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Using Virtual Platforms to Shift Left Automotive Software Development – Jon Taylor & Koji Adachi

By January 16, 2024January 17th, 2024No Comments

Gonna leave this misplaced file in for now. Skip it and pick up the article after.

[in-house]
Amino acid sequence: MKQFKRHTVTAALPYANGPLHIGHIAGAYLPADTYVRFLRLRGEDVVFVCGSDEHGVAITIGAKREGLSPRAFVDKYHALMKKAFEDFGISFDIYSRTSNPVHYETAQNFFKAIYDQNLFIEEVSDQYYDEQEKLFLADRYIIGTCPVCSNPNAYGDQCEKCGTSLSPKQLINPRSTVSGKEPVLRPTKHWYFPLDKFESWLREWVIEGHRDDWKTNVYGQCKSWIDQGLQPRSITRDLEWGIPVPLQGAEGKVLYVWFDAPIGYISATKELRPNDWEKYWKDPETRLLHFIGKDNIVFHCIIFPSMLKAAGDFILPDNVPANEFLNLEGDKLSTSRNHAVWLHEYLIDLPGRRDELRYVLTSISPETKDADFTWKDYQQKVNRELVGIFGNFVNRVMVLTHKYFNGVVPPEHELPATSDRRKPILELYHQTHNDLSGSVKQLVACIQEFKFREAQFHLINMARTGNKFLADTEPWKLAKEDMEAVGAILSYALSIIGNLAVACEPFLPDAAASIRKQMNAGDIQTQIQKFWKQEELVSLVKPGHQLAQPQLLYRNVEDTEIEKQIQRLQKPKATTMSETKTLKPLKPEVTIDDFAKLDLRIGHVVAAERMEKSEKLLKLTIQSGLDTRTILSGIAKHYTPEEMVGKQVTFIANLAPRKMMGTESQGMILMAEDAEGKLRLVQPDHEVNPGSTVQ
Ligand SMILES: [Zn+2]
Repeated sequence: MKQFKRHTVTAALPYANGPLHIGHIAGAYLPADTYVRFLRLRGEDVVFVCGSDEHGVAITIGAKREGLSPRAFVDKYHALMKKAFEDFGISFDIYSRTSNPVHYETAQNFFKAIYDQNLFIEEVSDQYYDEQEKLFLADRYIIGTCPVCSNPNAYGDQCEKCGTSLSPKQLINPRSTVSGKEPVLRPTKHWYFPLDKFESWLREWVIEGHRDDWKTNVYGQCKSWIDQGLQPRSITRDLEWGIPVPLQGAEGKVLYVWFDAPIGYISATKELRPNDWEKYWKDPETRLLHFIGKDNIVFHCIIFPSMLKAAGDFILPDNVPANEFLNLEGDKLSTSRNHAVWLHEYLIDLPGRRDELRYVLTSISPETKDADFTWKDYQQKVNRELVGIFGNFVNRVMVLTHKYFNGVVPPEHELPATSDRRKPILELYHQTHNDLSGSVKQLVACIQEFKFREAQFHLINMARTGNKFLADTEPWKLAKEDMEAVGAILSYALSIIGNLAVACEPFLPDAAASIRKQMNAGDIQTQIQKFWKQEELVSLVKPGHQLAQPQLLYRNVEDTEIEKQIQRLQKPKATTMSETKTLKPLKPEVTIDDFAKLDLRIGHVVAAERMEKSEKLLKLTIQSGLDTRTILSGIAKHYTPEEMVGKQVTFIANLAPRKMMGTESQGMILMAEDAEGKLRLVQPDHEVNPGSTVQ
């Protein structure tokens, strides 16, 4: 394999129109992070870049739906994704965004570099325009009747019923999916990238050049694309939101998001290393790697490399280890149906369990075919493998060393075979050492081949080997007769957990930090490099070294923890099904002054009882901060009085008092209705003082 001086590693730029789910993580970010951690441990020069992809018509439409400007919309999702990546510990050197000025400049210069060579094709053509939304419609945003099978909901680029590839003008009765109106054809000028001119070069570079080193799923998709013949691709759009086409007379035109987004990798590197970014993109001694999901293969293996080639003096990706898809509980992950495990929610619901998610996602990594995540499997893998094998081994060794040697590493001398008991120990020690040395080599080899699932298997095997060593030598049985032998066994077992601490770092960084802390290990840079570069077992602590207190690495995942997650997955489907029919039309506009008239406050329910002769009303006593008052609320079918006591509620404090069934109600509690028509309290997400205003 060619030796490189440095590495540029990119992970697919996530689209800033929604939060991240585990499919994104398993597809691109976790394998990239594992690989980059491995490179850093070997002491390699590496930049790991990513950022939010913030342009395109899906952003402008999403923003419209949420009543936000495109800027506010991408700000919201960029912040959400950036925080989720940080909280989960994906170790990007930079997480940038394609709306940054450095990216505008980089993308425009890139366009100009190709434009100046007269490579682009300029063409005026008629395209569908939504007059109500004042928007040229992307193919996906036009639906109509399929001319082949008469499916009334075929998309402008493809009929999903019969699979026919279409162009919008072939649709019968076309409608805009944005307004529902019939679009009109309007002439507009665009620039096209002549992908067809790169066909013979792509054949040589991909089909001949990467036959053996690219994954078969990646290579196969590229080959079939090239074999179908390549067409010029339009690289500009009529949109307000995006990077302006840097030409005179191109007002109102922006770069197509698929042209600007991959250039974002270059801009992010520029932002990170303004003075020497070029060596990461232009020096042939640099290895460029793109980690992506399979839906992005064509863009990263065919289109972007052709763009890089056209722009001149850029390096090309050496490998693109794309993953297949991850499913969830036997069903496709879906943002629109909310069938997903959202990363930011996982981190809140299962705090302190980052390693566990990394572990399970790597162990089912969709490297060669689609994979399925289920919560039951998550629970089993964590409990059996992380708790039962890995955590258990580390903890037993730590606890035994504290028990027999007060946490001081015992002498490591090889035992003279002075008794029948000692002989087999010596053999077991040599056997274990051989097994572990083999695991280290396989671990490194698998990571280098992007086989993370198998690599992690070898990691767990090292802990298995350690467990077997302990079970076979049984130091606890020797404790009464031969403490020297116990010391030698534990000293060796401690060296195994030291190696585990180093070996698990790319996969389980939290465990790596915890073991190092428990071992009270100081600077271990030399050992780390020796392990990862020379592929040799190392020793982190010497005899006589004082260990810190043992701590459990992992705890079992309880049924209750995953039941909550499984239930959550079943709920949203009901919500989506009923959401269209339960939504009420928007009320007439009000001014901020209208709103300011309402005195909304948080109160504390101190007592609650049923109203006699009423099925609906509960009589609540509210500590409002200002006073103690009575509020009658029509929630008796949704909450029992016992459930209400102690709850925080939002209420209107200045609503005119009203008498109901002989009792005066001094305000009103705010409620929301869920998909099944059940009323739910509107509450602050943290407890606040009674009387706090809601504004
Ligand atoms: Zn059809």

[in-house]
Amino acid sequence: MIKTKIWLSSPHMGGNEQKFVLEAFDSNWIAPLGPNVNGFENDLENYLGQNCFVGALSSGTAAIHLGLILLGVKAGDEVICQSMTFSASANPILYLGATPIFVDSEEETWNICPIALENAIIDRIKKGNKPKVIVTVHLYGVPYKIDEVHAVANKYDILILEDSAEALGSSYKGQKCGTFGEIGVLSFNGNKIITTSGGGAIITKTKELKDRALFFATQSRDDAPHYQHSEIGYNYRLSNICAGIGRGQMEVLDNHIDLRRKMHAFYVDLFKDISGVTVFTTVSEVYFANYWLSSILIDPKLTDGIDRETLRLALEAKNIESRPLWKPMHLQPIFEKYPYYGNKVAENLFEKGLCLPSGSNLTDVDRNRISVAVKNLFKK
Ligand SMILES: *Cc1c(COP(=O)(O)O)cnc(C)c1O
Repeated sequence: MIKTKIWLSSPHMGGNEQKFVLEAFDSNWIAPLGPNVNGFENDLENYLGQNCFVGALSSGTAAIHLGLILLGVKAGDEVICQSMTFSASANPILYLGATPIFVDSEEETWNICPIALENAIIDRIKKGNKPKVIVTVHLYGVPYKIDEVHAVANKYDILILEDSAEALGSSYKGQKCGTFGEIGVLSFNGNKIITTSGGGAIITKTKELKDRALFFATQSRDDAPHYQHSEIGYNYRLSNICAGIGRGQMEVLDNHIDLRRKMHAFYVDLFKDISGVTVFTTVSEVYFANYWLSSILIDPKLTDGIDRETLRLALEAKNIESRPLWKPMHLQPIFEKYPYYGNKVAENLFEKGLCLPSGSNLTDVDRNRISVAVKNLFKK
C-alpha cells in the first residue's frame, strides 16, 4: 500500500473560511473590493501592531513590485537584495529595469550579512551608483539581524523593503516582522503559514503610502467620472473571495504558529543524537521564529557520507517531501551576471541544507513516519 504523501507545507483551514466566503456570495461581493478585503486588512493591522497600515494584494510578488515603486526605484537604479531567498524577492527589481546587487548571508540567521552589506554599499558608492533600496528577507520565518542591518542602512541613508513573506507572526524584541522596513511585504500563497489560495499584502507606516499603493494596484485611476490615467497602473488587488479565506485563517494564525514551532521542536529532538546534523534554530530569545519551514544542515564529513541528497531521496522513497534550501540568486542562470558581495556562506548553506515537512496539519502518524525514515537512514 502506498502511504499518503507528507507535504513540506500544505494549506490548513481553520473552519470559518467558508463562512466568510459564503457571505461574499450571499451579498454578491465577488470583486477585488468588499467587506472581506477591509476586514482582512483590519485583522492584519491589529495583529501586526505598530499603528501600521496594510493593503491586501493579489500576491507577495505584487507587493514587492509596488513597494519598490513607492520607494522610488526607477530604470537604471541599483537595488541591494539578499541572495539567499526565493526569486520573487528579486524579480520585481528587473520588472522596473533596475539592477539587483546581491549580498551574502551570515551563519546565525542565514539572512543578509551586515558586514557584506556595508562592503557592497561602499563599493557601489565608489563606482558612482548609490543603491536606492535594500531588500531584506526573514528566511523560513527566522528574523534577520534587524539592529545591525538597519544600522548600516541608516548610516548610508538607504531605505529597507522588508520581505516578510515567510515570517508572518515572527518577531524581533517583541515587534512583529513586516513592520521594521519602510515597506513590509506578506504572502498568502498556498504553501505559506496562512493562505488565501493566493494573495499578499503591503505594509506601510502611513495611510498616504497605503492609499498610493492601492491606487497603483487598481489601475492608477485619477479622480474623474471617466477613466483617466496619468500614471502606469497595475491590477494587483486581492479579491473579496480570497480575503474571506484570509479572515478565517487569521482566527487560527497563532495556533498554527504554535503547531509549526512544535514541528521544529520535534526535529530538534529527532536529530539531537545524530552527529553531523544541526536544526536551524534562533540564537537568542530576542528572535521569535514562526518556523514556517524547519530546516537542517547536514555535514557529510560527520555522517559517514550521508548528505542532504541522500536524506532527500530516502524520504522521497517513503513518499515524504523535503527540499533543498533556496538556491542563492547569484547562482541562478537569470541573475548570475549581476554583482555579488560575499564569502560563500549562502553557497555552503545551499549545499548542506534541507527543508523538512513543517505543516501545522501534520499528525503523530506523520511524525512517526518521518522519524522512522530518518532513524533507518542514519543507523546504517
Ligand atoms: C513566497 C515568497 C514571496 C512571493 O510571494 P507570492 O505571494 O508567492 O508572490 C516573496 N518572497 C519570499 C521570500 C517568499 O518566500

The automotive industry has used many different processor architectures over the years. RISC-V is particularly interesting given the freedom from any one supplier, the ability to use a single processor architecture over the range of automotive applications, and the option to customise for specific use cases. Counterbalancing the benefits of RISC-V are the challenges, both business and technical. First, the automotive industry is risk averse and can take a long time to adopt new technology. Second, automotive software stacks are complex and often involve multiple vendors, making integration, debug and testing on a new architecture challenging. This talk will describe how these challenges are addressed through the use of virtual platforms. Virtual platforms allow software teams to iterate faster and test more rigorously than they can with RTL, and start work before the hardware design is complete. Early software development reduces time to market, improves quality and reduces risk. Since a virtual platform runs production binaries, software developed on a virtual platform “just works” on production silicon.

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